Let’s talk about censorship.
When you hear that word, you think of book burning or religious fanaticism or overbearing parents. But is there something to be said for censoring what we expose ourselves to?
As with all partially-baked ideas, I have a specific example in mind. Recently in my quest to watch any and every show available On Demand, I screened the premiere episode of American Horror Story: Coven. I was a ground-floor fan of the first season, and tried to muddle through the joyless Asylum installment before dropping out halfway through. Having heard good things and liking the premise, I decided to give AHS another try.
Coven has a lot going for it, to be sure. Witches are a supernatural icon not yet popularized to death, and one with a lot of depth to be plumbed. New Orleans is a groovy setting in lieu of the more predictable Salem. The boarding school conceit is a great satire of the Harry Potter paradigm, but meaner (in a good way). Every actress in the largely female cast is a delight so far as I’ve seen, from dry Taissa Farmiga (my friend Rachel described her as “like Kristen Stewart, but a good actress”) to formidable Gabourey Sidibe to Queen Bitch Supreme Jessica Lange to THE UNSINKABLE Molly Brown Kathy Bates. I honestly love the whole setup. Best of all, the show has returned to the sly, winking fun that defined the early franchise but was largely lost during the over-dark Asylum chapter.
HOWEVER, you knew there would be a “but.” Despite all that good material, the first episode of Coven left me with a profoundly bad feeling that was hard to shake. I stopped watching after just one episode (breaking an ingrained binge-watching habit) and went straight to bed, but did not sleep well. I have not lost sleep over a movie or TV show since I could count my age on my fingers and my dad made me watch The Exorcist because it’s “a classic” (not a good enough reason.)
What left me cold on the show was a scene about midway through the episode that begins in good fun (as I’m sure they intended it to feel.) Emma Roberts’s Madison and Taissa Farmiga’s Zoe attend a local frat party and rapidly demonstrate what anyone who’s ever seen a Lifetime movie could tell you is deplorable situational decision-making: They split up. Zoe winds up chatting with a nice(?) guy, while Madison is approached by a sneering frat boy. She dials up the bitchiness and orders him to get her a drink, every bit the commanding witchy presence, and the only anxiety you feel is for this poor schmuck she’s going to abuse. Before you can feel too bad, though, the frat guy has roofied her drink and she’s in an upstairs bedroom with a succession of guys taking turns raping her.
I know American Horror Story is intentionally dark, but this simply felt too far. The camera lingers for maybe a minute, which in this case is despairingly long, like a sick voyeur onto the situation. It isn’t graphic in the HBO sense, thank God, but the scene is explicit enough to know what’s going on, and to repeatedly show us the defenseless Madison, that self-possessed supernatural entity brought oh so low.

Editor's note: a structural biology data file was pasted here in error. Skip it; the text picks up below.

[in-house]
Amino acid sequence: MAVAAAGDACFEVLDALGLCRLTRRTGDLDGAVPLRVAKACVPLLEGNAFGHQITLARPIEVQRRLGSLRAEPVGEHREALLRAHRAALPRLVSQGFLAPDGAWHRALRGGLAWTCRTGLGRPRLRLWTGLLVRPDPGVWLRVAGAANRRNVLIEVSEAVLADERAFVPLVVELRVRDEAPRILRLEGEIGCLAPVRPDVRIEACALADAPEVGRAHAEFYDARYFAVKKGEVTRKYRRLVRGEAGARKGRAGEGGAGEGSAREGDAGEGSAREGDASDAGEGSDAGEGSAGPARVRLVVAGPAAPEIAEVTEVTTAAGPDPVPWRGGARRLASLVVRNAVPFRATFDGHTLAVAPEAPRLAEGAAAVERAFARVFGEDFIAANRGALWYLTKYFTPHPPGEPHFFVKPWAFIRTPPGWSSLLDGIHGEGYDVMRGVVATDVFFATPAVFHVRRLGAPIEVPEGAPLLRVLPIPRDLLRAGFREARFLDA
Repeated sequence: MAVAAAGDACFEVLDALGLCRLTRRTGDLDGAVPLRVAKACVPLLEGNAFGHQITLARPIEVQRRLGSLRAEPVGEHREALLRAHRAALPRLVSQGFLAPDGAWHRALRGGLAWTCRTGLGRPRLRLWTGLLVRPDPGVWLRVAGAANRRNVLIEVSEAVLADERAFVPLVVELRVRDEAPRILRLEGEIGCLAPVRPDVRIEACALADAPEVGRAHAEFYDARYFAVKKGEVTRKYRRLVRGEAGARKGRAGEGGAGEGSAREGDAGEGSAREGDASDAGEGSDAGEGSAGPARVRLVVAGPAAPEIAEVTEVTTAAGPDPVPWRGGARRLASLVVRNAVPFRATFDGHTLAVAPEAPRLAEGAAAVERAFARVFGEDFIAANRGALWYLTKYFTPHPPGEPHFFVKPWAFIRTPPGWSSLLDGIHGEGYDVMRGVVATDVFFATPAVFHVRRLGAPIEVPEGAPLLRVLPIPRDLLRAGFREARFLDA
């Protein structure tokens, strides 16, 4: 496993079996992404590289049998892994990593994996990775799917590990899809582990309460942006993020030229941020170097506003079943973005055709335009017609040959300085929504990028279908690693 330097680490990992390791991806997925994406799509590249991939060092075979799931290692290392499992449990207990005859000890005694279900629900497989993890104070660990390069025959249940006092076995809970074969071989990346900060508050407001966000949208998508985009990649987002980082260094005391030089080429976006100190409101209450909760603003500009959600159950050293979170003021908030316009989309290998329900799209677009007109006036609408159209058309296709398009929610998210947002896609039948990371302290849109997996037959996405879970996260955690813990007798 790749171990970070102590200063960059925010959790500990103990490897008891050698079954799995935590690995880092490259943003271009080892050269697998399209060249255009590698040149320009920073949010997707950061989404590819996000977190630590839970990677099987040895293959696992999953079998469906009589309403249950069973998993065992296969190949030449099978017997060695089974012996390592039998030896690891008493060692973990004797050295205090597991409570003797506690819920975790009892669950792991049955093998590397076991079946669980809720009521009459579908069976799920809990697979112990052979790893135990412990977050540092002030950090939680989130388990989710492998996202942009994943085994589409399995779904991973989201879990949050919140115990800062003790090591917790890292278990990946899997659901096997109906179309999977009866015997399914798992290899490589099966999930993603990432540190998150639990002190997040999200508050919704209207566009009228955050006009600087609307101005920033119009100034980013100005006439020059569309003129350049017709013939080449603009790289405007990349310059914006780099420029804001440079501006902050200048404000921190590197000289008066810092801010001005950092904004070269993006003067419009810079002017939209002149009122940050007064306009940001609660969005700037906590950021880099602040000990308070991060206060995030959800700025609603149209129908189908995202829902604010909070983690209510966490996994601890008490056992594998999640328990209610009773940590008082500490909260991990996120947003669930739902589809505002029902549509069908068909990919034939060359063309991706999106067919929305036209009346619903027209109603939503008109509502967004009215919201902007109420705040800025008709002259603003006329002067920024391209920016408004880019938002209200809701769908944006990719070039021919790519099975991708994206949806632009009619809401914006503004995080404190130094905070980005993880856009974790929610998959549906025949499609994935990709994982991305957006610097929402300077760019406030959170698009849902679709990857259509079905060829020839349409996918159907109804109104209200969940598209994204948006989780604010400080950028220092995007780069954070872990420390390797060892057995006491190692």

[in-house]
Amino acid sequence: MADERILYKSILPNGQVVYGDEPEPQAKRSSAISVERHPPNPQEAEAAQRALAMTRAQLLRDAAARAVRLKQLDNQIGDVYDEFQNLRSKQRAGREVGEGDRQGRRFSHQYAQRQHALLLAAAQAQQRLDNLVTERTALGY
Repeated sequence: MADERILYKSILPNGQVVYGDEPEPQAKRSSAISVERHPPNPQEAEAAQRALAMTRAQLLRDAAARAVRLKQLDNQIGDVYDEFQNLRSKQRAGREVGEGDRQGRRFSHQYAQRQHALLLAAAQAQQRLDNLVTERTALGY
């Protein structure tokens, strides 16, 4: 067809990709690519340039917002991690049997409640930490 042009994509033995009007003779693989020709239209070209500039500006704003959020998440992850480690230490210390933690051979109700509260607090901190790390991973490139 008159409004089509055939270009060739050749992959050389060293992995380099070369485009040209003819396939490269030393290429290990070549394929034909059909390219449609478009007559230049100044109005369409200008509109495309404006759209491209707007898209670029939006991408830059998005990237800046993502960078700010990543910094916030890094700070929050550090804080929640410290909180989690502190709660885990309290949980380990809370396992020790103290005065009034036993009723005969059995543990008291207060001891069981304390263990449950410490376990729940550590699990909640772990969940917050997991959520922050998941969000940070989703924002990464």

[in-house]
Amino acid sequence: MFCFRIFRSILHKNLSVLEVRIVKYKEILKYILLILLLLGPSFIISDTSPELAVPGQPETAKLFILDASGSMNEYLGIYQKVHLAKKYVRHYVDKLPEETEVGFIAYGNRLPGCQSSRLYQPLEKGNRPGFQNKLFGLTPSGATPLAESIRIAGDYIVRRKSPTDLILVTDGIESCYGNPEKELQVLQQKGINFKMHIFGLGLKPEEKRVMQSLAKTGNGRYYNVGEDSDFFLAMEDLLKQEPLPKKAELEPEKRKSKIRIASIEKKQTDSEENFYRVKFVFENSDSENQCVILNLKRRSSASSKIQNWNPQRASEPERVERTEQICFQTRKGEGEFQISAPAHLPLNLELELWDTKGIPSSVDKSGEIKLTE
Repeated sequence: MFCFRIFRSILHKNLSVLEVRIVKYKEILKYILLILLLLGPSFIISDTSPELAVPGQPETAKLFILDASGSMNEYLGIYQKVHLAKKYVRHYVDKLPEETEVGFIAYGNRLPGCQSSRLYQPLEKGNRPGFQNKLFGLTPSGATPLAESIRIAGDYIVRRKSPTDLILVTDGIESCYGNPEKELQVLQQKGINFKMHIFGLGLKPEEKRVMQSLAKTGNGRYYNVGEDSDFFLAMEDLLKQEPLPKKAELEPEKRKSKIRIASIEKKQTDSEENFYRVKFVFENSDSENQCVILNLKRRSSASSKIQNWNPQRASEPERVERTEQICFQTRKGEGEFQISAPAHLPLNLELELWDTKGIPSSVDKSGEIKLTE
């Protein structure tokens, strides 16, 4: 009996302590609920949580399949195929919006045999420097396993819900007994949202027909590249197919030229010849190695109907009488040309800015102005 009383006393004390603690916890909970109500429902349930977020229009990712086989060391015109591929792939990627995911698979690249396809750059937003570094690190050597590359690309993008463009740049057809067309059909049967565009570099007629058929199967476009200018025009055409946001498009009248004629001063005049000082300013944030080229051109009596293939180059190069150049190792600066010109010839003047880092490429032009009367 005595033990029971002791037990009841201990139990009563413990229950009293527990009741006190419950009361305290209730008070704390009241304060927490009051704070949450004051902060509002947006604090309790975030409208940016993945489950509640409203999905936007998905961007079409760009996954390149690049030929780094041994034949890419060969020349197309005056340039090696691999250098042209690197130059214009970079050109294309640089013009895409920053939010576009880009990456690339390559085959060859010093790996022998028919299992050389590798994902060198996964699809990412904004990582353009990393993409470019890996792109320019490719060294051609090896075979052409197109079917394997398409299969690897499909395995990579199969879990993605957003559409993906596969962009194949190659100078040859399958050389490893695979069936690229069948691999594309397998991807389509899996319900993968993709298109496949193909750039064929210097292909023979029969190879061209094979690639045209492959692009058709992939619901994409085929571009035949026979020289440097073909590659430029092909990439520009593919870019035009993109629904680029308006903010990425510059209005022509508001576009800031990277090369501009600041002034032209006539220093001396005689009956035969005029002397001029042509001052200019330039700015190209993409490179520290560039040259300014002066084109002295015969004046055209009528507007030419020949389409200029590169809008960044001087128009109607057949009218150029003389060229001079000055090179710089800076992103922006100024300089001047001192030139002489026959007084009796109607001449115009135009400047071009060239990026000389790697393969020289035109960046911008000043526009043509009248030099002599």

Some good things happened in the second half of that episode, but I really could not engage with them after what I’d viewed. The whole thing left me with a sort of queasy disquiet that was very difficult to shake.
Eliciting a visceral reaction is what art, by definition, does, in fairness. So maybe Ryan Murphy got exactly what he wanted from me. Probably not, though, since the lingering unease has prevented me from watching more. The rape was barely addressed in the rest of that first episode, though I grant it will probably be eventually. But without being part of a dialogue or an examination of the effects on the character, the intensity of the event hit far too hard and felt gratuitous. This is what makes me wonder if we shouldn’t be being more selective about what we expose ourselves to.
My feelings on Coven made me remember a video of Amy Poehler I saw after the Boston Bombing earlier this year. Though Poehler was referring to current events, she raised thoughtful questions about the effects of what we expose our brains, hearts, and eyes to. It seems to be taken as fact now that our generation is vastly desensitized to violence by our chosen entertainment media, but the point is usually made in regard to outliers, the people who sublimate what they’ve seen into actions. What about the rest of us, who take in those same violent images but don’t choose to act on them? The popular opinion seems to be that we’re better-adjusted and therefore can simply handle these things, but can we?
Viewing a scene like the one in Coven benefits me in no way. It raised no awareness on the issue it dealt with. The emotions it evoked weren’t “important” ones not to suppress, as when we feel it’s wrong to avoid difficult current events stories; they were the stuff, obviously, of horror: revulsion and dismay. So, as Amy Poehler suggests in that video, I believe it might be in my (and everyone’s) best interest to be more selective about what we look at. As intelligent, compassionate adults, it seems like our responsibility to choose wisely what we take into ourselves, just as we do with food or medicine or skin products. All of it becomes a part of us, and some parts you are simply better without.